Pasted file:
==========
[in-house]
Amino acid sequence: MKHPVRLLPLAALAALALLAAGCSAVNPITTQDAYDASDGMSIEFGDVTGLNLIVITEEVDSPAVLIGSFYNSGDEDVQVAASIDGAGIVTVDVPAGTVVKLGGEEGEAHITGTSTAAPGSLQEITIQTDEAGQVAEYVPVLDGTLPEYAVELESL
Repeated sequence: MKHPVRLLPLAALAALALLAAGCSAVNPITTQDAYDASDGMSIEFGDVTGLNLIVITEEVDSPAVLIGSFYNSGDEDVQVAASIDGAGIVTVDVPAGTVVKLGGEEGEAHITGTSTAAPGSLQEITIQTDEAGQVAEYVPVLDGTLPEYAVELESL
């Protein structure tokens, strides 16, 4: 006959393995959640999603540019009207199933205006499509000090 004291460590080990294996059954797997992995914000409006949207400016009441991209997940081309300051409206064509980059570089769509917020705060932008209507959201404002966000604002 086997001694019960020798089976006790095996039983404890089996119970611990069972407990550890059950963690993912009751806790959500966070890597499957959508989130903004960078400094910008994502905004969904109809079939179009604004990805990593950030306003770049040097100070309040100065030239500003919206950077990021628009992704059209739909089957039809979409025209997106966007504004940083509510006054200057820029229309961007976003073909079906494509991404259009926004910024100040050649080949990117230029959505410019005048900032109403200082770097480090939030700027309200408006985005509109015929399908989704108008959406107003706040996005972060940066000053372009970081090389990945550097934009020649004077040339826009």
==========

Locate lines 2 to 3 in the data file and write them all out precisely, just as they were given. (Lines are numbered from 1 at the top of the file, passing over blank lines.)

Amino acid sequence: MKHPVRLLPLAALAALALLAAGCSAVNPITTQDAYDASDGMSIEFGDVTGLNLIVITEEVDSPAVLIGSFYNSGDEDVQVAASIDGAGIVTVDVPAGTVVKLGGEEGEAHITGTSTAAPGSLQEITIQTDEAGQVAEYVPVLDGTLPEYAVELESL
Repeated sequence: MKHPVRLLPLAALAALALLAAGCSAVNPITTQDAYDASDGMSIEFGDVTGLNLIVITEEVDSPAVLIGSFYNSGDEDVQVAASIDGAGIVTVDVPAGTVVKLGGEEGEAHITGTSTAAPGSLQEITIQTDEAGQVAEYVPVLDGTLPEYAVELESL